Denuclearization stagnation cancels Pompeo trip


President Donald Trump shakes hands with North Korean Supreme Leader Kim Jong-un on June 12,, 2018, in Singapore. This is the first time a U.S. president has met with a North Korean ruler. // Photo courtesy of Wikimedia Commons

On August 24, President Donald Trump announced the cancellation of Secretary of State Mike Pompeo’s trip to North Korea, due to stagnation in denuclearization negotiations.

“I have asked Secretary of State Mike Pompeo not to go to North Korea, at this time because I feel we are not making sufficient progress with respect to the denuclearization of the Korean Peninsula,” said Trump.

Due to the U.S.’s involvement in a trade war with China, as well as the intransigence of North Korea and the U.S., negotiations have been stalemated since the original Singapore Summit.

In June, Kim Jong-Un and Trump met in Singapore to begin negotiations. The nuclear disarmament of North Korea was conditional on two things, according to Vox and CBS News. In order for continued progress in denuclearization, the U.S had to reduce economic sanctions and sign a peace declaration.

The Washington Post reported that the North Korean Foreign Ministry demanded a declaration to end the Korean War, before progress was made in denuclearization. However, the U.S. has insisted on steps being made toward nuclear disarmament before any concessions were made.

“North Korea has yet to embark on a discernible path toward denuclearization,” said Guilford Program Coordinator for the International Studies Department Eric Mortensen. “Then again, the U.S. has not eased its sanctions regime against North Korea.”

Neither side has been able to agree on what must be handled first, nor have they been able to compromise on the issue at hand.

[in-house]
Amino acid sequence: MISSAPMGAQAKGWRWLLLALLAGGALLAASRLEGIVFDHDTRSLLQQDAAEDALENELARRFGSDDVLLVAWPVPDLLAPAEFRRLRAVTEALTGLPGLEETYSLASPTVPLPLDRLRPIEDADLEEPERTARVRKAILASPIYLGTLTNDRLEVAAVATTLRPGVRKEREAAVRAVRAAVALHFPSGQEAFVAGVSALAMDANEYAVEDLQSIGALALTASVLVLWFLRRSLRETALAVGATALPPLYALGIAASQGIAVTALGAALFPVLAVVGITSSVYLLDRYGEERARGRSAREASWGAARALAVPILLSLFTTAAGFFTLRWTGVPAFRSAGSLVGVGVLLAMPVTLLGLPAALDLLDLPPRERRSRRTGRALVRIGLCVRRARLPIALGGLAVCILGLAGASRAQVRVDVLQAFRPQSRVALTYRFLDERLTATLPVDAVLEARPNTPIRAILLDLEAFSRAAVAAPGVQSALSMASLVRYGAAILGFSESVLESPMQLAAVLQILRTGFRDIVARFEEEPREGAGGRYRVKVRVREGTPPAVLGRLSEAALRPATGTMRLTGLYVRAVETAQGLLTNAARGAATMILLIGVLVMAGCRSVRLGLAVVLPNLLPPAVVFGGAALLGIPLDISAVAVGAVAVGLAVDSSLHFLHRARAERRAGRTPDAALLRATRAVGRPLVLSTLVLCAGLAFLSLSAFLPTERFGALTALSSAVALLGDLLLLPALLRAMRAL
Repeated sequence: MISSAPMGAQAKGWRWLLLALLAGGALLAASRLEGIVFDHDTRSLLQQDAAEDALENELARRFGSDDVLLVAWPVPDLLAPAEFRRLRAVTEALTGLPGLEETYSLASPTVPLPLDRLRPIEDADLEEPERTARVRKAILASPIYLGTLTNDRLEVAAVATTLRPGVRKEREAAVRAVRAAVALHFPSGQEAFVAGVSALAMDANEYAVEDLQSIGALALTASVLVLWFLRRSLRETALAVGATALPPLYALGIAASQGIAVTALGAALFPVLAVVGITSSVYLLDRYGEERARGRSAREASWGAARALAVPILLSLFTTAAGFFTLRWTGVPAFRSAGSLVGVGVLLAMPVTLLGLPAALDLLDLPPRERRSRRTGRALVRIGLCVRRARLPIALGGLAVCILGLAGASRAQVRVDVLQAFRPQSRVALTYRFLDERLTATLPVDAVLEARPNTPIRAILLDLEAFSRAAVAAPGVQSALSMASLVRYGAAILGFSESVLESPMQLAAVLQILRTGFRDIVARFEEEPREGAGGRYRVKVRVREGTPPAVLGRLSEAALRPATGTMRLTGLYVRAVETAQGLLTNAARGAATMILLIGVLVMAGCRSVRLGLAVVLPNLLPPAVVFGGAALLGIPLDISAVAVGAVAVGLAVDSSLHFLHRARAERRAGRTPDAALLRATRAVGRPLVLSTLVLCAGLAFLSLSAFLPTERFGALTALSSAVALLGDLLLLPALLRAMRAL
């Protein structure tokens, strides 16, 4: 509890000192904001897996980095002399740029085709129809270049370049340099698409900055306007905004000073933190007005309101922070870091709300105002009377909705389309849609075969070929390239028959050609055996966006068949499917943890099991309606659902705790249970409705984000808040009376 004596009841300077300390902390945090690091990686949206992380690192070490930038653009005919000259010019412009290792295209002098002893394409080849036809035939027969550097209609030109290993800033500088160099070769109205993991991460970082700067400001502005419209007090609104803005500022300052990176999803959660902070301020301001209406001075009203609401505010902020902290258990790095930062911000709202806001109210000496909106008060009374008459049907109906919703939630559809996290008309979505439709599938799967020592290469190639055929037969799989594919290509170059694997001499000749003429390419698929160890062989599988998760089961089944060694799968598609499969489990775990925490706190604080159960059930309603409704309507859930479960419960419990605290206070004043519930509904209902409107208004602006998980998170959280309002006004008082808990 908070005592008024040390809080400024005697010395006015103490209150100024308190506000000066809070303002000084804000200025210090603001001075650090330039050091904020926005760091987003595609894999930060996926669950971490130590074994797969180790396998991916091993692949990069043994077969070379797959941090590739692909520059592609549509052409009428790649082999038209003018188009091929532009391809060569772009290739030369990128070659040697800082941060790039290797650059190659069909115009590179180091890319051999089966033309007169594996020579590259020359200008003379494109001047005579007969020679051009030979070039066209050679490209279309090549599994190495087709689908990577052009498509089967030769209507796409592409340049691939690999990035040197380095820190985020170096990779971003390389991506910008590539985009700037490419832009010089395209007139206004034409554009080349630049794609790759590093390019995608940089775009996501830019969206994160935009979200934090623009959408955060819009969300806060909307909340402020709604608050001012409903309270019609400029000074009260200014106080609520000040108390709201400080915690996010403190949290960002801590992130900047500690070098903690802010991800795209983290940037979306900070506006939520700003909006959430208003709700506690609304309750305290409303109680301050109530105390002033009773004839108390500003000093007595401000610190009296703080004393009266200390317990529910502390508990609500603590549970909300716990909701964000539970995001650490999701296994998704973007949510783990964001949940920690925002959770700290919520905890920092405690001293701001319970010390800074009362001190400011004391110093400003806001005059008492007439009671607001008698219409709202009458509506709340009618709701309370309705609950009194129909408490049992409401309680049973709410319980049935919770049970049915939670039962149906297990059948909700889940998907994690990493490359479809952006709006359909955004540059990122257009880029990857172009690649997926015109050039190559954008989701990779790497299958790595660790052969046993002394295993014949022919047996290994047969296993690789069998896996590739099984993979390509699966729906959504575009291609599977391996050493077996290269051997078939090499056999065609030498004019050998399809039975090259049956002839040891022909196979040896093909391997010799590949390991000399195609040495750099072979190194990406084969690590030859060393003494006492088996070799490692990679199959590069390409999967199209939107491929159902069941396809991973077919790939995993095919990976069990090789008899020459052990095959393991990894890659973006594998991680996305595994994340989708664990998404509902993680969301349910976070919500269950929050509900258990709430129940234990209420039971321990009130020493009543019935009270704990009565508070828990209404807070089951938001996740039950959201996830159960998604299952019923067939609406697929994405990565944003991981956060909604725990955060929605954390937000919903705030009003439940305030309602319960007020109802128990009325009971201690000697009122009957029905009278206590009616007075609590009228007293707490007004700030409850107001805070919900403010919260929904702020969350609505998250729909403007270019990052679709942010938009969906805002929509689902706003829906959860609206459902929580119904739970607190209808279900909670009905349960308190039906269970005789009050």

However, Trump blames China for the stagnation at the negotiation tables instead of the two Nations’ inability to compromise.

“I do not believe they are helping with the process of denuclearization as they once were (despite the UN Sanctions which are in place),” said Trump in his tweet, when he announced the cancellation of Pompeo’s meeting.

China is North Korea’s main source of trade. Without China, North Korea would have “no food, no water, nothing, nothing, because 90 percent of their trade came from China.” said Guilford Professor of Political Science George Guo.

Due to U.S. engagement in a trade war with China, China is unlikely to cooperate with the U.S in these negotiations.

China has been trading “money, fuel, fertilizer and various other commodities,” with North Korea, according to a statement from the White House. As such, the U.S. sanctions don’t impact North Korea enough to consider denuclearization. Without China’s cooperation, the U.S. doesn’t have much economic leverage for nuclear disarmament.

Others hold the belief that negotiations were futile from the start.

“There was nothing tangible that came out of that meeting, other than they were gonna talk. I think it was a propaganda victory for Kim Jong-Un and North Korea.” said Guilford Professor of Political Science Ken Gilmore.

“Pompeo and Trump and others realize that Kim Jong-Un was not making progress and any meeting that they had would be as useless as the first one,” Gilmore stated.

“If there’s nothing concrete on the ground, not even a hint of denuclearization a month or two after the meeting, then it’s simply hot air on both sides,” said Early College student Le Bui. “It was a political victory for their support based on all sides.”

Whether the U.S.’s current impasse with North Korea is due trade with China, lack of compromise, or another reason, one thing is clear the cancellation of Pompeo’s trip is a signal to lack of progress. Unless something is to drastically change, the only North Korea the U.S. will be negotiating with is a nuclear one.